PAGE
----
The UFC partnered with the Las Vegas Convention and Visitors Authority in building “International Fight Week” around the show. Unlike typical UFC events in Las Vegas that are only promoted by the host casino, the quasi-public authority opened the door to blanket promotion across all Sin City properties, which hosted everything from the UFC Fan Expo to UFC-themed beach parties and pub crawls. The Wrestling Observer reported a record turnout of 8,000 fans for the Friday weigh-ins, and saw record traffic all week, including the most views by far for a UFC press conference stream.

The partnership with Las Vegas will continue, cementing Independence Day Weekend as the biggest on the UFC calendar. The company will sell International Fight Week as a destination event in all of the markets it hits around the world. In an interview with The Las Vegas Review-Journal, the UFC’s chief marketing officer projected the week would bring 50,000-60,000 fans to Las Vegas, five to 10 percent from other countries, with strong contingents from Brazil, Canada and the United Kingdom.

The week was so significant the UFC took a preemptive step to deal with counterfeit merchandise sales. The week before UFC 148, the promotion filed a lawsuit in federal court in Nevada against several unnamed parties it expected would try to sell counterfeit T-shirts and other items outside International Fight Week venues.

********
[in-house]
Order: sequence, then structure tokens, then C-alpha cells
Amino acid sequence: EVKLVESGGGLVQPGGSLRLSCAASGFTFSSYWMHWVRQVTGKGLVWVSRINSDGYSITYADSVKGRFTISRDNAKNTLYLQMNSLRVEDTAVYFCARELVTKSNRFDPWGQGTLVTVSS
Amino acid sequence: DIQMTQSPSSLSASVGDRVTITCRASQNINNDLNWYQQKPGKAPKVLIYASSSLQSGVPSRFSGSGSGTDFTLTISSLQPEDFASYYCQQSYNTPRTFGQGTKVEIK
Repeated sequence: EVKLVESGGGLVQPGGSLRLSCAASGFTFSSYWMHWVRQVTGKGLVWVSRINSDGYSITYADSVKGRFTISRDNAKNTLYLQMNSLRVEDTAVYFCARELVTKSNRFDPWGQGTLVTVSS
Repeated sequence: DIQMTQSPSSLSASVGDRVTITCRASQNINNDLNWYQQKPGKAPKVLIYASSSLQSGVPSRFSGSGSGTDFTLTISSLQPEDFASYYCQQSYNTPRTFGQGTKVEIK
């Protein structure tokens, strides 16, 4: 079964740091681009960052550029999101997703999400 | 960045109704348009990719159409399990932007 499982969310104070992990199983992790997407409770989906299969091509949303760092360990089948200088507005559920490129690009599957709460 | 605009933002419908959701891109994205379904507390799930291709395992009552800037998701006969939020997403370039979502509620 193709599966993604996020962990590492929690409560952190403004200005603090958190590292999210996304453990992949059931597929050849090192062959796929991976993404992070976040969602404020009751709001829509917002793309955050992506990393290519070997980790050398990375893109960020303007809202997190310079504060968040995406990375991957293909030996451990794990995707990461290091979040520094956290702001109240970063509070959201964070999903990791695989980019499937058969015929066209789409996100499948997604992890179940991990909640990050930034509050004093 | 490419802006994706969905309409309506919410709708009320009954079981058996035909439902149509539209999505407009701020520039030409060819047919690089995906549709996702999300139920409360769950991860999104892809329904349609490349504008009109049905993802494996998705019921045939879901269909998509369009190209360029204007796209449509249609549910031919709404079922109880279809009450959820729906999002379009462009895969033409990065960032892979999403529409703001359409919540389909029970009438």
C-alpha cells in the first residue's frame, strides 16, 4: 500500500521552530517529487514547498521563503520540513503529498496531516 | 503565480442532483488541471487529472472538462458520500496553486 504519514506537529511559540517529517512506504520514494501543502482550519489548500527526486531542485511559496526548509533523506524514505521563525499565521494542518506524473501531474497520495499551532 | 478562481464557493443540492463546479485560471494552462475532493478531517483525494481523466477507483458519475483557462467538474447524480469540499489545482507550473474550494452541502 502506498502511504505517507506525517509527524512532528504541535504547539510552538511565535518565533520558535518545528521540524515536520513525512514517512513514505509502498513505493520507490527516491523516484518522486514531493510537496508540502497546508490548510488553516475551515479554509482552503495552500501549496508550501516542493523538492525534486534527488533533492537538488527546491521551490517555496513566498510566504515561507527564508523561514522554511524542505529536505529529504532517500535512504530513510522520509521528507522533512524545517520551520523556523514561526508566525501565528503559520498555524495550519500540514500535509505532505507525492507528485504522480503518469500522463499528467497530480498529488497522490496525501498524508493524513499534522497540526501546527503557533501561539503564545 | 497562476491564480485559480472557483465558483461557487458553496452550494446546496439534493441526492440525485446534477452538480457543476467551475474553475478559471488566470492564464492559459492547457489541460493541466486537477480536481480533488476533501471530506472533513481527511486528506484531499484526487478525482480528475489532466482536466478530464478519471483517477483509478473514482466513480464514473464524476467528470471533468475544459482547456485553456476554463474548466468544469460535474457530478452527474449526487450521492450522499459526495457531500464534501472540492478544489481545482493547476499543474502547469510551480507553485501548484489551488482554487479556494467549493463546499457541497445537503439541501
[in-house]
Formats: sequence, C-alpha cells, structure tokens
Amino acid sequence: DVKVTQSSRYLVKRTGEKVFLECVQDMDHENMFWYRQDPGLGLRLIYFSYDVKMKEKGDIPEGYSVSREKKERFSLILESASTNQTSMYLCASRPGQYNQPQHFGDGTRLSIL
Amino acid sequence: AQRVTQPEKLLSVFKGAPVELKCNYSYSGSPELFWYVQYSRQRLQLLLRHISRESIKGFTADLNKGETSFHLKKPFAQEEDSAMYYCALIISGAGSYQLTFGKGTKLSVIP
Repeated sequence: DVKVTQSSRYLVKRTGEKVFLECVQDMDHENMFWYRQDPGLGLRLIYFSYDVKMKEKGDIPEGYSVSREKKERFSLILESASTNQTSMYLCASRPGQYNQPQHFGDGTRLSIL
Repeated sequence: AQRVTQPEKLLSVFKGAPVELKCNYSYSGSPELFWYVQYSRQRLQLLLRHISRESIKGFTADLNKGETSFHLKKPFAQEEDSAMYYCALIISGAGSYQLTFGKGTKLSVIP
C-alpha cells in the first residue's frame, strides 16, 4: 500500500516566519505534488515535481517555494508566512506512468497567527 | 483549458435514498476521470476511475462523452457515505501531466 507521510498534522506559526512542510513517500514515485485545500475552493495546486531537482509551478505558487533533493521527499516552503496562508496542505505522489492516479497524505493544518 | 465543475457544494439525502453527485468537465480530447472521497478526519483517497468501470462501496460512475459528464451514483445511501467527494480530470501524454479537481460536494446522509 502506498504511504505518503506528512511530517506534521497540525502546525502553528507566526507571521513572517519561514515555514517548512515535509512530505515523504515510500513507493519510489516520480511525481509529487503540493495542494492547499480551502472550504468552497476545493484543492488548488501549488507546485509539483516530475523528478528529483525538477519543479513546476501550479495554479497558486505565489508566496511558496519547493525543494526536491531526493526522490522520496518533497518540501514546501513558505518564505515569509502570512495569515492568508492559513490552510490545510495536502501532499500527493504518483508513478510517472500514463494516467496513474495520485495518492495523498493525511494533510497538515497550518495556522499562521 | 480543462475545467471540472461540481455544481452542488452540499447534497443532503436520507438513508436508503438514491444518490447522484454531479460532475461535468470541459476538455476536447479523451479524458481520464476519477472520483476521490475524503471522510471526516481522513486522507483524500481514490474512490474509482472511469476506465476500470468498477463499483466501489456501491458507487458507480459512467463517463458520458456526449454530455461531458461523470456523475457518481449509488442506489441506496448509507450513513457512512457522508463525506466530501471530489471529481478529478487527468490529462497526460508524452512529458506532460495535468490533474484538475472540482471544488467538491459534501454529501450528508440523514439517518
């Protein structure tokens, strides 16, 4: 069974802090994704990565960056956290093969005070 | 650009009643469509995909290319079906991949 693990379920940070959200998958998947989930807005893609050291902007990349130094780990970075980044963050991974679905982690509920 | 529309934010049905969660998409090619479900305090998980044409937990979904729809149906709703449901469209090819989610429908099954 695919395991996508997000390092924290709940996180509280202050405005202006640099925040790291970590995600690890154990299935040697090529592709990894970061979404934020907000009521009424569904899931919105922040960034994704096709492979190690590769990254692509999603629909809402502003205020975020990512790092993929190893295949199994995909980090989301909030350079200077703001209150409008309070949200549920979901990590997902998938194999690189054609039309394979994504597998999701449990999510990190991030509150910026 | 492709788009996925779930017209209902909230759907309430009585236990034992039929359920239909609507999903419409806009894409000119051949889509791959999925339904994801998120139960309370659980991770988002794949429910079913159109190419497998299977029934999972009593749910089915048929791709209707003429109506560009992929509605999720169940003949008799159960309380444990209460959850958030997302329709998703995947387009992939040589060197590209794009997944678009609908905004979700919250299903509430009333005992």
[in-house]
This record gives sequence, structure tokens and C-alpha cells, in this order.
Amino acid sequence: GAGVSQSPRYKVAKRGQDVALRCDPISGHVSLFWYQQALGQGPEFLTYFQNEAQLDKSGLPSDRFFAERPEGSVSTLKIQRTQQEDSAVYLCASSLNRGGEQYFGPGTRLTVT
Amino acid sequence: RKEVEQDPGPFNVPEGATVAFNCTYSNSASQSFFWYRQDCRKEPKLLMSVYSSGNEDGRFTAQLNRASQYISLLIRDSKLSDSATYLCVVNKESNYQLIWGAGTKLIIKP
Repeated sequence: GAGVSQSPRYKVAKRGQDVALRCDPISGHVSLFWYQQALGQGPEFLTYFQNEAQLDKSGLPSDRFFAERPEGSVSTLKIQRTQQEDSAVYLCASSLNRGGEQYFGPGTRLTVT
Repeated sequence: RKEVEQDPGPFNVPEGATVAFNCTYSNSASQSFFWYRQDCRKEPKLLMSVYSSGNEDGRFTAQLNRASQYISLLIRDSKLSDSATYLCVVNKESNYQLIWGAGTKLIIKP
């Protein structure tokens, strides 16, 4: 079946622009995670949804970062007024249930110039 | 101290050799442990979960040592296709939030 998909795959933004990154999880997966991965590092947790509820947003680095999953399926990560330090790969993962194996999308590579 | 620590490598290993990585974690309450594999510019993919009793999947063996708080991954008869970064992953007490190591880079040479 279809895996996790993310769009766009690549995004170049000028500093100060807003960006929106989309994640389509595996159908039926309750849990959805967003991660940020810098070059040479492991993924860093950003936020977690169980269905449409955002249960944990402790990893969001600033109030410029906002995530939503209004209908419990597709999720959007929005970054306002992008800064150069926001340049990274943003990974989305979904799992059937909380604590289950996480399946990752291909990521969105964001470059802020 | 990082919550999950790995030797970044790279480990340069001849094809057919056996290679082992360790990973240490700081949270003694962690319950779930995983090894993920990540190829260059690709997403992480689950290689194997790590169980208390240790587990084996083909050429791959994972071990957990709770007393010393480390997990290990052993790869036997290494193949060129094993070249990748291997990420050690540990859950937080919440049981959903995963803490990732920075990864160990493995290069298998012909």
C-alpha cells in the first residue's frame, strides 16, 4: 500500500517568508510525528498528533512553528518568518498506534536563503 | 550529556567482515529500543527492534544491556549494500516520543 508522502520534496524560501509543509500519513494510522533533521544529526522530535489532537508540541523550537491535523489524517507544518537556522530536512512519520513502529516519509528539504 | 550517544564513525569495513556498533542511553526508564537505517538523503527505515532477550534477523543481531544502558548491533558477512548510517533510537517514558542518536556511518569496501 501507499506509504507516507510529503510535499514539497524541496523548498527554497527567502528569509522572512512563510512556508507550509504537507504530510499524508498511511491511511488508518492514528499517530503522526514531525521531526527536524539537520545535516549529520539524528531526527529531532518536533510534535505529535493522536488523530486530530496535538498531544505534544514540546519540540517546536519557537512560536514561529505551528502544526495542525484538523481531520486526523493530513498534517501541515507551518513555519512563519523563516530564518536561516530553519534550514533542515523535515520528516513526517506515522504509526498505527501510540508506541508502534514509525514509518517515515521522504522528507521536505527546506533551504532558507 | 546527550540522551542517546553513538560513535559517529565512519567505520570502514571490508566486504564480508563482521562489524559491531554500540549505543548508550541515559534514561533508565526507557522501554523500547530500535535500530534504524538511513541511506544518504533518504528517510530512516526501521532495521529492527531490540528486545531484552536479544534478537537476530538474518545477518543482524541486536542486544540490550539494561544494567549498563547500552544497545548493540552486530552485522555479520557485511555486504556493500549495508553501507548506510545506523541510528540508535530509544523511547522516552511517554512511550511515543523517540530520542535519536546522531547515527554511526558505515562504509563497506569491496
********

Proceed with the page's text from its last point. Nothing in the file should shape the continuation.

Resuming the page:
As big as UFC 148 was in America, the event may have had even more impact in Brazil. Silva- Sonnen 2 aired on a 30-minute delay on Rede Globo, the country’s leading television network. The fight reportedly did a 19 share rating on Globo, which translates to about 22 million viewers, an astronomical number of eyeballs the UFC has never come close to matching on American television. The entire UFC 148 card aired live in Brazil on the subscription channel Combate, which sold the event for the same rate as a monthly subscription. Combate gained 200,000 new subscribers for the show, according to Brazilian correspondent Marcelo Alonso. The channel had 240,000 subscribers prior to the fight.

Silva-Sonnen 2 was originally targeted for a Brazilian soccer stadium that would have challenged the UFC attendance record. However, a convention in Rio de Janeiro on the targeted date presented too many logistical complications. A delicate negotiation ensued between Silva and UFC President Dana White before a previously scheduled press conference in Brazil. Brazilian sports news outlet “O Globo” reported Silva insisted on fighting in Brazil during the 75-minute meeting but agreed to the move after White stressed the amount of promotion in Las Vegas for the event and the pay-per-view sales it would generate.